I would like to express my sadness for those of you in St. Louis at losing such a wonderful Archbishop. As a fellow Catholic American, I am saddened to see him leaving our shores as well. He has been a source of inspiration to many of us who never had the priviledge of being directly shepharded by him, but every time he made it into the news, it was a source of inspiration to see how strong and true he is. I trust Pope Benedict's decisions and feel sure that Archbishop Burke will continue to be a strong voice for the Church. I pray that God will give them both long life and continued strength to do His will. We need such strong shephards. And I pray you get the Latin Mass, Maureen. May God bless us all with good Priests and Bishops.

thetimman said...

Mark, thanks-- I just heard that and noted it in my post above. I jump to conclusions sometimes-- a failing I try to work on.

Marianne said...

I write from Sri Lanka and it is amazing that I too feel saddened at such a loss to America but God has a mighty plan for this faithful servant. I will pray for him too as I do for all the priests around the world. May he remain steadfast as he has been, especially in the Vatican, when he would meet with all sorts of opposition. Enemies of God visit all sites!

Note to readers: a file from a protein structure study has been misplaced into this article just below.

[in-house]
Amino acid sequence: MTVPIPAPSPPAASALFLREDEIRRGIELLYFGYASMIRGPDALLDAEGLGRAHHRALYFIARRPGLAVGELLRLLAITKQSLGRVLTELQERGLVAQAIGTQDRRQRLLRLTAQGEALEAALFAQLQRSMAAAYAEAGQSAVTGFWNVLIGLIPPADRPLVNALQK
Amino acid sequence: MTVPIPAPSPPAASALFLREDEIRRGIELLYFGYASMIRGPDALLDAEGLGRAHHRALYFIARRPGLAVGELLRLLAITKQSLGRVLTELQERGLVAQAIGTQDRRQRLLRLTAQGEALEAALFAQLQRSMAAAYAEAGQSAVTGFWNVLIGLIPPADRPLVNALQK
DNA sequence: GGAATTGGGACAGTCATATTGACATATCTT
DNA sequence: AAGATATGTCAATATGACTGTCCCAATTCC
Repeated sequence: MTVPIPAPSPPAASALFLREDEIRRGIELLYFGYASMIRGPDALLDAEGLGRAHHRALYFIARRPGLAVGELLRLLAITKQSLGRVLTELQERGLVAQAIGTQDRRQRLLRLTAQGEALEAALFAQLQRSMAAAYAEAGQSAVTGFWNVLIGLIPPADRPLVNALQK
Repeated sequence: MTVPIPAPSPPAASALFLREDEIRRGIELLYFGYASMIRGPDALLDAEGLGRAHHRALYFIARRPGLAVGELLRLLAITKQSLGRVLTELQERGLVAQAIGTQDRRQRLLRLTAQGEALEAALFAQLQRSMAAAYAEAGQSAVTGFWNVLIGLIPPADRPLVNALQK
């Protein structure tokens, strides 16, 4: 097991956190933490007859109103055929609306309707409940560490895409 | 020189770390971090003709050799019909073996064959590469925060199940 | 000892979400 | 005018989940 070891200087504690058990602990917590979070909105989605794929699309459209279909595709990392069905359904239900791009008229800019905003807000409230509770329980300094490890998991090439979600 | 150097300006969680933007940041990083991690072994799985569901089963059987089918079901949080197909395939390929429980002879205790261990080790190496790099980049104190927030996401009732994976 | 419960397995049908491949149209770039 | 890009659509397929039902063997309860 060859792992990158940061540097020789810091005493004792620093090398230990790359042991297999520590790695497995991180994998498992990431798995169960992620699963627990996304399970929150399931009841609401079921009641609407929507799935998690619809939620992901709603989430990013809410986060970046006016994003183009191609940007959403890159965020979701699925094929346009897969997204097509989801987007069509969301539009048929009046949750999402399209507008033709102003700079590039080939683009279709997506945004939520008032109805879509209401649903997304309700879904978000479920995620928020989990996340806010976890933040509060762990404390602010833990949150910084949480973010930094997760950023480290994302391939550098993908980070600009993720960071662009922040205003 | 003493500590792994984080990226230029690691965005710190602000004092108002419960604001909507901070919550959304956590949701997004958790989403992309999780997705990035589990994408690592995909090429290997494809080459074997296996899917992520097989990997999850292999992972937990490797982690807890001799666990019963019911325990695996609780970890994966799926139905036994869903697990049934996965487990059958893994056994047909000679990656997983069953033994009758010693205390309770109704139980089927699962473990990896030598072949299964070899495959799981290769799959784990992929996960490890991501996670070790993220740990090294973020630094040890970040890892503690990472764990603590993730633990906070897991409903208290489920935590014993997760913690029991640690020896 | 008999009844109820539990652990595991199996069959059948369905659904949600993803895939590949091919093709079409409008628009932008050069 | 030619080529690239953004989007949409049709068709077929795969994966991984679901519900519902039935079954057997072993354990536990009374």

God bless America

Principium Unitatis said...

Archbishop Burke has been a great blessing here in St. Louis. Just consider how much he has developed the seminary and the seminarians. In that way we will benefit from his time here for many years to come. His departure is a great loss for us; may it be a much greater gain for the Catholic Church. And may God bring us a worthy shepherd.

In the peace of Christ,

- Bryan

Anonymous said...

I am one of the catholics who, as a teenager, 'sought out a guitar Mass' and thoroughly enjoyed making glorious music for the Lord. I also enjoy hearing the Latin Mass - they are not exclusive desires. And I am one of Sr. Louise Lears' biological sisters who has been quietly following the blogs from my home in Baltimore, reluctant to comment lest it backfire in some way. Now that my sister has received her 'just' penalties and will be returning to her loving family in Baltimore, I want to speak.

No one has to brace themselves for my reactions even though I may be perceived as part of the 'progressive crowd,' because I do not feel 'unrestrained glee' about Archbishop Burke's move to Rome nor do I feel the least bit happy about my sister's disposition. I feel only sadness.